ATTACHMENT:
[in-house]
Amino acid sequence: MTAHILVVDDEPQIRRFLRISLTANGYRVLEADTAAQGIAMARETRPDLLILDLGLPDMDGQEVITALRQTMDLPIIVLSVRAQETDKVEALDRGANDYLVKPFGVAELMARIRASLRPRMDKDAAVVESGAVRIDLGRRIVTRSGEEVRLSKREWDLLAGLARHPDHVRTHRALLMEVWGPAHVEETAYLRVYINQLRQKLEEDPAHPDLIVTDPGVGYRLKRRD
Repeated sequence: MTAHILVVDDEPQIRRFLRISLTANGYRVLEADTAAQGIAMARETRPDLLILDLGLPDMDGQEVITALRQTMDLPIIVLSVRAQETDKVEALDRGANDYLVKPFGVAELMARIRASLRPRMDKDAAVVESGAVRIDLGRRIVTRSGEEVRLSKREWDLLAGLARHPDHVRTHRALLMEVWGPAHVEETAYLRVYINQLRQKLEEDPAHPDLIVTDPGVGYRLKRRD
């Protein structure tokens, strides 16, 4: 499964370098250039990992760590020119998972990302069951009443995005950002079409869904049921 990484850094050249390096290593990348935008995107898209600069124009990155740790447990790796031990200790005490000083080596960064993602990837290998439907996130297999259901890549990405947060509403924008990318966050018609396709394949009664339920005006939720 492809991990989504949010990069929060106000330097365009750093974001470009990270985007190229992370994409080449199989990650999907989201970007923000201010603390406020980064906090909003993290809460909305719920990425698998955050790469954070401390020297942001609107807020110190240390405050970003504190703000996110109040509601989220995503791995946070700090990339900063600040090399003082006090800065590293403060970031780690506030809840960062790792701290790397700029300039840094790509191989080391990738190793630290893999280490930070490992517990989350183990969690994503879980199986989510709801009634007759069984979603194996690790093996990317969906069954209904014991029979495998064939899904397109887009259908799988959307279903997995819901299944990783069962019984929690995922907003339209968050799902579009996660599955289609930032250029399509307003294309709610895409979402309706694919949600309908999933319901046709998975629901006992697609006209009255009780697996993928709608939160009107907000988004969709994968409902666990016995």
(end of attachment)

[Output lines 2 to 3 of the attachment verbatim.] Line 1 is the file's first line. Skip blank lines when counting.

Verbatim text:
Amino acid sequence: MTAHILVVDDEPQIRRFLRISLTANGYRVLEADTAAQGIAMARETRPDLLILDLGLPDMDGQEVITALRQTMDLPIIVLSVRAQETDKVEALDRGANDYLVKPFGVAELMARIRASLRPRMDKDAAVVESGAVRIDLGRRIVTRSGEEVRLSKREWDLLAGLARHPDHVRTHRALLMEVWGPAHVEETAYLRVYINQLRQKLEEDPAHPDLIVTDPGVGYRLKRRD
Repeated sequence: MTAHILVVDDEPQIRRFLRISLTANGYRVLEADTAAQGIAMARETRPDLLILDLGLPDMDGQEVITALRQTMDLPIIVLSVRAQETDKVEALDRGANDYLVKPFGVAELMARIRASLRPRMDKDAAVVESGAVRIDLGRRIVTRSGEEVRLSKREWDLLAGLARHPDHVRTHRALLMEVWGPAHVEETAYLRVYINQLRQKLEEDPAHPDLIVTDPGVGYRLKRRD